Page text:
James Arthur Baldwin was an American novelist, writer, playwright, poet, essayist and civil rights activist.
Most of Baldwin's work deals with racial and sexual issues in the mid-20th century in the United States. His novels are notable for the personal way in which they explore questions of identity as well as the way in which they mine complex social and psychological pressures related to being black and homosexual well before the social, cultural or political equality of these groups was improved.
Thomas Jefferson (April 13, 1743 - July 4, 1826) was the third President of the United States (1801-1809), and the principal author of the Declaration of Independence (1776). Jefferson was one of the most influential Founding Fathers, known for his promotion of the ideals of republicanism in the United States. Jefferson envisioned America as the force behind a great "Empire of Liberty" that would promote republicanism and counter the imperialism of the British Empire.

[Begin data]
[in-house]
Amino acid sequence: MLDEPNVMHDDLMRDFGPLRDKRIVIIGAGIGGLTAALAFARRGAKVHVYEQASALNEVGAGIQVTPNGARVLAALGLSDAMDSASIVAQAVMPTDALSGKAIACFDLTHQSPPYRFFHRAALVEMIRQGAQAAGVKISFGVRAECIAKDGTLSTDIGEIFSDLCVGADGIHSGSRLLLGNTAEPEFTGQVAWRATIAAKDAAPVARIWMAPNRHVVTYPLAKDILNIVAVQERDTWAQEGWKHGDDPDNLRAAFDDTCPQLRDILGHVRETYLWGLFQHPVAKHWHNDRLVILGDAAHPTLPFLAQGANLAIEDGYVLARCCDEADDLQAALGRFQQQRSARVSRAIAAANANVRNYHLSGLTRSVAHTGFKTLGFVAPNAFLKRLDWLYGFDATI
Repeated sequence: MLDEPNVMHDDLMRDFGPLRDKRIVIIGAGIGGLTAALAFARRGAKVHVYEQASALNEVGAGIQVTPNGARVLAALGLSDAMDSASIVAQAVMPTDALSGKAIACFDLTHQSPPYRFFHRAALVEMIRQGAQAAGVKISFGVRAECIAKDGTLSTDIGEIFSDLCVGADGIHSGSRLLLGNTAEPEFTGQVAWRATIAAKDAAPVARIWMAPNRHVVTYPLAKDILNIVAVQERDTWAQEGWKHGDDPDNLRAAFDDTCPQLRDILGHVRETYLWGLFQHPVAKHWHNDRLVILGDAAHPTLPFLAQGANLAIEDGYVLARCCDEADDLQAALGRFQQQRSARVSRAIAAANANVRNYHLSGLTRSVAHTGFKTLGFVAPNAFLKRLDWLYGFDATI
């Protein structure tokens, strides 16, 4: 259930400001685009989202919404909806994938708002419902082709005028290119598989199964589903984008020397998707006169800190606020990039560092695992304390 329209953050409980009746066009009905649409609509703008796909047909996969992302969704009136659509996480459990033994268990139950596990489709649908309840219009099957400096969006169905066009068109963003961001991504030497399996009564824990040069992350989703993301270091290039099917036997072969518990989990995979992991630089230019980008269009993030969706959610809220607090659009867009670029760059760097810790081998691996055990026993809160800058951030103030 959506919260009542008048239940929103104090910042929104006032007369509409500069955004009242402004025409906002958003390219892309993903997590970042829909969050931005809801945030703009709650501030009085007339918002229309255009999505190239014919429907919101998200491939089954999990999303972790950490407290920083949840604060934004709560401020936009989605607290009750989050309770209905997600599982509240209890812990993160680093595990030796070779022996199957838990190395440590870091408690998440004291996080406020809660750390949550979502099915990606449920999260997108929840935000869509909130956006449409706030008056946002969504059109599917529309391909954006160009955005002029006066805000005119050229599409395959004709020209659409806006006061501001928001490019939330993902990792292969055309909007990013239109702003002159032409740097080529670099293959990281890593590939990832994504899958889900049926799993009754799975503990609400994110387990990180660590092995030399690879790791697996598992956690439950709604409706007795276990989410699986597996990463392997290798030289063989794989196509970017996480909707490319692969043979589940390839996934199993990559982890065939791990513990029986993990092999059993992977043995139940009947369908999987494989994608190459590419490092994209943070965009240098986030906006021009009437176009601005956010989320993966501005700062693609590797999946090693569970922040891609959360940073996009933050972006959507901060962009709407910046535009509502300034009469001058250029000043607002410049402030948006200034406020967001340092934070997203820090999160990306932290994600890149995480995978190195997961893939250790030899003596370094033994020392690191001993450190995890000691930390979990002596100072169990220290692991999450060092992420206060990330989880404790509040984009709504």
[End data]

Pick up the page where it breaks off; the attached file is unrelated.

Major events during his presidency include the Louisiana Purchase (1803) and the Lewis and Clark Expedition (1804-1806), as well as escalating tensions with both Britain and France that led to war with Britain in 1812, after he left office.
Sir Winston Leonard Spencer-Churchill (30 NOV 1874 - 24 JAN 1965) was a British politician known chiefly for his leadership during WW2, but he was also an artist, historian and writer. He served as Prime Minister from 1940-45, and from 1951-55. He had a speech impediment, which he overcame, for the most part, in adulthood. As a child, he did poorly in school, for which he was punished. Time magazine included him as one of the 100 most influential leaders in history. (from the wiki, accessed 03-16-10)